Sweet Briar announces new faculty hires in visual arts, history

Fletcher Hall in summerSweet Briar College has announced the hiring of two new faculty members. Annie Labatt will join the College on Aug. 1 as associate professor of visual studies and director of galleries and museums, while Dwana Waugh will assume her post as assistant professor of history.

“The humanities, including the arts, are an important tradition at Sweet Briar College,” President Meredith Woo wrote in a letter to the community on Wednesday afternoon. “They are critical components of the liberal arts education and provide an intellectual anchor for the ‘leadership core.’ Rather than view the humanities and arts as discrete disciplinary realms, we have brought together the scholarships with lived experiences, such that the study of art history is married to working with objects in gallery space, and history, through field research, is made present and relevant.”

Annie Labatt
Annie Labatt will serve as associate professor of visual studies and director of galleries and museums at Sweet Briar.

Professor Labatt is an expert in Byzantine art history, with an emphasis on artistic and cultural exchanges between the East and the West during the early medieval period. Internationally renowned for her work on Byzantine Rome, her career has straddled the paths of both an art historian and a curator.

Educated in art history at Barnard College (B.A.) and Yale (Ph.D.), she is a recipient of the prestigious American Academy Rome Prize, the Dumbarton Oak-Harvard fellowship and the Chester Dale Fellowship at the Metropolitan Museum of Art in New York. These fellowships — especially the two years spent in American Academy, Rome — enabled her to conduct research for three important forthcoming books. The first two, “Emerging Iconographies of Medieval Europe” and “Byzantine Rome,” are significant monographs on Byzantine art. The third is a collection of essays based on public lectures given at the San Antonio Museum of Art titled “Art History 101: Without the Exams.”

Museums have played a formative role in Labatt’s training as a medievalist, starting with her work at the Metropolitan Museum. She was involved in the exhibition “Byzantium: Faith and Power” in 2003-2004 and for the 2011-2012 exhibition “Byzantium and Islam: Age of Transition,” she wrote multiple catalogue entries and papers while delivering a series of talks. She is currently working with the Hispanic Society of America on an exhibition tentatively titled “Spanish Polyptychs” on the development of late-medieval Spanish altarpieces. Labatt comes to Sweet Briar from the University of Texas, San Antonio.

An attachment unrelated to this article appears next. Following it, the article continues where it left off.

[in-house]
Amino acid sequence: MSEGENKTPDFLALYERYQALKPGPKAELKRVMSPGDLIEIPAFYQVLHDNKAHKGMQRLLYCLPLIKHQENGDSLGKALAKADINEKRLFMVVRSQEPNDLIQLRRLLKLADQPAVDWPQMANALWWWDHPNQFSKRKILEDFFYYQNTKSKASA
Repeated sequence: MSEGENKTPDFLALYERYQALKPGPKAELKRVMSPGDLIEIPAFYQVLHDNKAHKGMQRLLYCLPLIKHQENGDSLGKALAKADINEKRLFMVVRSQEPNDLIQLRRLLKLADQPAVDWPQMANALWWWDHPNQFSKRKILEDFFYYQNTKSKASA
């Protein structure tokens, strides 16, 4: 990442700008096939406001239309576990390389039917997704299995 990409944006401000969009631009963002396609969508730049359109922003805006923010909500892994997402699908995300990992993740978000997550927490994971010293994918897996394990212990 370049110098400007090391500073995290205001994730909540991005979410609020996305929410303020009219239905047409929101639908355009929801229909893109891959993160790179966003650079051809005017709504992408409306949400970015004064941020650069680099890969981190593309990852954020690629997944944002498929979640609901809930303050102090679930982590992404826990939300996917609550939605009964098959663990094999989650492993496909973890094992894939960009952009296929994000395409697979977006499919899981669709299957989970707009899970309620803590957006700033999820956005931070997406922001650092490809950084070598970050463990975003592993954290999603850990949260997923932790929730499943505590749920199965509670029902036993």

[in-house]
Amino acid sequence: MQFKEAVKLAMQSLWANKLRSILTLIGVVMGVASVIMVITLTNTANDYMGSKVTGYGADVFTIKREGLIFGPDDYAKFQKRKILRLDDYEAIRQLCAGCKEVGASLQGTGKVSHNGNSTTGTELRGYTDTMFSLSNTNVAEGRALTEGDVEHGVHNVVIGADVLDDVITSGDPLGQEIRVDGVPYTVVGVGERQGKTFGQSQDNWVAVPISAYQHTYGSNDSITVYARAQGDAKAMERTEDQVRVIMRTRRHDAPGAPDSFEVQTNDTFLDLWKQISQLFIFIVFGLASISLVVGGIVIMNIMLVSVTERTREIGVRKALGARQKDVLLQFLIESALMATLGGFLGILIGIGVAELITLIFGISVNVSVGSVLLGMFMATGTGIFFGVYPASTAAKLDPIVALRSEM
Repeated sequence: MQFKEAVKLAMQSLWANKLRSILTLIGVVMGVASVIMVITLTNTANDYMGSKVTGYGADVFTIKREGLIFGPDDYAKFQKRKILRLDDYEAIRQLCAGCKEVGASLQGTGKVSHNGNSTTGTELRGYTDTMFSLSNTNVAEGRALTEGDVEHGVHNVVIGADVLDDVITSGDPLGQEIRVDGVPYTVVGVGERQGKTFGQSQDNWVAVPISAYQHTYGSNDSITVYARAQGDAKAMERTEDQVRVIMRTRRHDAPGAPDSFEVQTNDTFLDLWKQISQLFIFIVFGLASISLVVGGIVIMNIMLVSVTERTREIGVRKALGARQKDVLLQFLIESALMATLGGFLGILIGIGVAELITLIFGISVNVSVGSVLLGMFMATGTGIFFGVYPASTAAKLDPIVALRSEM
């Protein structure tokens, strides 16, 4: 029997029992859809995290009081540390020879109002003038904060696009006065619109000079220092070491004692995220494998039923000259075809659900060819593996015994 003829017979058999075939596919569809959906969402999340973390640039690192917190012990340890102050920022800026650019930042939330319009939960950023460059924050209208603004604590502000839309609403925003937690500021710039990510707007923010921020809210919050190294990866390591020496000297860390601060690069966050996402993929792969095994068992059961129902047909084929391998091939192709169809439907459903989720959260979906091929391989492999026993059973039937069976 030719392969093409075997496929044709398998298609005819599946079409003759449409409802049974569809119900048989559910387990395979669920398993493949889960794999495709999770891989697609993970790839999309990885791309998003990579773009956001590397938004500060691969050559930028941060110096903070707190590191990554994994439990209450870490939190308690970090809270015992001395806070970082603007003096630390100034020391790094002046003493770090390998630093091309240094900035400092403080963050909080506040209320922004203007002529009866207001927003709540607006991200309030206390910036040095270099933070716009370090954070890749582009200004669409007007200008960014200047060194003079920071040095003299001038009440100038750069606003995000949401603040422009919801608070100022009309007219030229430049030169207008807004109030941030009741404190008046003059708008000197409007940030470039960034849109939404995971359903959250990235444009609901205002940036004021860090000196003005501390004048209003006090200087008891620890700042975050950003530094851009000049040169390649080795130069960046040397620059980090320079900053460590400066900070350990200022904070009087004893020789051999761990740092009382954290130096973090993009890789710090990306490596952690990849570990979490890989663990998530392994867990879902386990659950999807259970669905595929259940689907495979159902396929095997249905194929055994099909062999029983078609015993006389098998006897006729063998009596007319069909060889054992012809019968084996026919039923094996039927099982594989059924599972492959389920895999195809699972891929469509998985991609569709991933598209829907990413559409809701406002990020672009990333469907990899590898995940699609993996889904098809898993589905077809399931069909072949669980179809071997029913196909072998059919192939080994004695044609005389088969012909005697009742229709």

Professor Waugh is a historian of what is often referred to as the “Long Civil Rights Movement,” an extended struggle that covers most of the past century. A native of Lynchburg, she was educated at Randolph-Macon Woman’s College in history, education and psychology (B.A.) and later earned her M.A. and Ph.D. in American history at the University of North Carolina.

Dwana Waugh
Dwana Waugh has been hired as an assistant professor of history at Sweet Briar.

“Who controls public schools?” is a question that has defined much of her scholarship on desegregation in the South. Comparing different outcomes in the long process of school desegregation in Farmville and Greensboro, N.C., she casts important lights on institutional and cultural variables that account for the different desegregation outcomes in otherwise similar places. The result is a monograph in progress, “Schoolhouses Rocked: Lessons on Race, Politics, and Power in the American South,” as well as other articles and oral histories that study different political strategies to desegregation in geographical and chronological areas not far from Sweet Briar.

“Perhaps few are as qualified to speak on the vexing issue of race and education as Professor Waugh,” Woo noted in her letter. “She is not only a historian of school desegregation, but an expert teacher with professional license in social studies, both in Virginia and North Carolina. She knows firsthand the inequity around education that is manifested in classrooms, and she has thought long and hard about the kind of learning that must foster independent thinking.”

To make history come to life, Waugh works with students in archives, guides them through interviews with participants of historical movements and urges them to touch and view materials firsthand.

In addition to these two new hires, the College has made several visiting appointments, Woo said. All of them are fully budgeted and will be announced later this summer.